Middleware is the set of services, protocols, and support utilities providing the `plumbing' that makes modern distributed systems and applications possible--the infrastructure that underlies web services, distributed objects, collaborative applications, e-commerce systems, and other important platforms. Not long ago, the term middleware was rarely heard, and middleware developers were rarer still. But over the past decade, the term, the research and practice, and its impact have become ubiquitous. Yet, until now, there has not been a book describing how to construct networked and concurrent object-oriented (OO) middleware, so its design has remained something of a black art. This book demystifies middleware construction, replacing the need to have an expert looking over your shoulder with well-reasoned, empirically-guided accounts of common design problems, forces, successful solutions, and consequences.
As is true for most concepts, nailing down the boundaries of middleware is hard. Conventionally, it consists of the software needed to build systems and applications, yet is not otherwise an intrinsic part of an operating system kernel. But it is not always possible to find middleware where you first look for it: middleware can appear in libraries and frameworks, operating systems and their add-ons, Java virtual machines and other run-time systems, large-grained software components, and in portions of end-products such as web services themselves.
This book is not a textbook surveying middleware or the types of applications and distributed system architectures you can devise using middleware. It instead presents a pattern language that captures the design steps leading to the construction of the OO communication support involved in most middleware. Many of the patterns described in this book also have utility in both higher-level and lower-level systems and applications that are not based directly upon middleware.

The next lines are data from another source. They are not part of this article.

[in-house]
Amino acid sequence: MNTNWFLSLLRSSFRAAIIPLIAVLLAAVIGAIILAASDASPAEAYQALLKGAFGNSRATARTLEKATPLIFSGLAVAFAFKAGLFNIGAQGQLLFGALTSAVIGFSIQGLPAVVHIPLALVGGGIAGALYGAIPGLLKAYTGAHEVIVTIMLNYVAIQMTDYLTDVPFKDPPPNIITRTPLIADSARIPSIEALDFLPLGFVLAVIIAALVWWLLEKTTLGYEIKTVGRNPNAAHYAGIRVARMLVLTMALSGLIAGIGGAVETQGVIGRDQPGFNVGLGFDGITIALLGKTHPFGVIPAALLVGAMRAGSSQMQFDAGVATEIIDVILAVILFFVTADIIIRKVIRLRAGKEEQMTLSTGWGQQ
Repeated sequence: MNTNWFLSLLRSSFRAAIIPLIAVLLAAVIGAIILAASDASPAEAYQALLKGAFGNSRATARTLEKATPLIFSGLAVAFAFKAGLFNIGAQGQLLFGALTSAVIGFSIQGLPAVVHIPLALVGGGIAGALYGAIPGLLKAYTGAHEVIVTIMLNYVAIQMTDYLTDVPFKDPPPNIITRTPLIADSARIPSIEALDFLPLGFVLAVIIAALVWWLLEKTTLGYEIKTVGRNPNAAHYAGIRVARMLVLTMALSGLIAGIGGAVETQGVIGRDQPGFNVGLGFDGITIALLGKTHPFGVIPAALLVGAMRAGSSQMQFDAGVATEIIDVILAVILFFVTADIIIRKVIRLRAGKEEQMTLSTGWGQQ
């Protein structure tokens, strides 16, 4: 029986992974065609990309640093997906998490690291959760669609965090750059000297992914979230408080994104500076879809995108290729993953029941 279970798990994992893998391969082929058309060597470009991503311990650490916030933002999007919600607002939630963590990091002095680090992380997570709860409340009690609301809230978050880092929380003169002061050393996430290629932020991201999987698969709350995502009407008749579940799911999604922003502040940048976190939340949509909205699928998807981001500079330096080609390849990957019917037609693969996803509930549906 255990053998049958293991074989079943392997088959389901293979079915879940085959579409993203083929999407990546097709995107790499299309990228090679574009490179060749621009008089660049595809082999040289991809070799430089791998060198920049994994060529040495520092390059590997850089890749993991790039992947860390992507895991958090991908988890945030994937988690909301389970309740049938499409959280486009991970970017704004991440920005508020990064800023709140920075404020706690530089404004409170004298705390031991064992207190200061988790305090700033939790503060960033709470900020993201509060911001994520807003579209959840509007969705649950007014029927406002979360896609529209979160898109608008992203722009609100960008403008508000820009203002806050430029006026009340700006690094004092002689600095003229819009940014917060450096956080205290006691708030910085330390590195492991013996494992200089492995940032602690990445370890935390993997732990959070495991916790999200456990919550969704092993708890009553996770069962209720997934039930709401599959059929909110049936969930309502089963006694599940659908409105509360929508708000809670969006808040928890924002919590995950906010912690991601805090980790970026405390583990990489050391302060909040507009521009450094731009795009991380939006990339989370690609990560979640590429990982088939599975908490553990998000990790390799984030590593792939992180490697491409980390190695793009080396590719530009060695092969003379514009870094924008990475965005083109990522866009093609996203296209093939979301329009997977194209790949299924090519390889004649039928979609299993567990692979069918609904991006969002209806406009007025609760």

This book emphasizes practical solutions over theoretical formalisms. The basic ideas behind many presented patterns are well-known to experienced system developers--for example, dispatching, demultiplexing, callbacks, and configuration--and are sometimes variants of more general OO patterns--for example, proxies, adapters, and facades. This book's main contribution centers on in-depth engineering solutions based upon these ideas. Middleware developers must resolve a wide range of forces including throughput, responsiveness, dependability, interoperability, portability, extensibility, and accommodating legacy software. The diversity and severity of these forces accounts for the complexity of middleware patterns, as opposed to those seen in smaller-scale OO applications and concurrent programming.
The multitude of such forces, combined with years of engineering experience, often lead to a multitude of design considerations and engineering trade-offs separating an idea from its expression in middleware frameworks. The pattern description format used in this book helps to simplify this process by presenting solutions as series of concrete design steps. Many of these steps in turn invoke additional patterns. Together they form a pattern language, enabling developers to traverse from pattern to pattern while designing services and applications.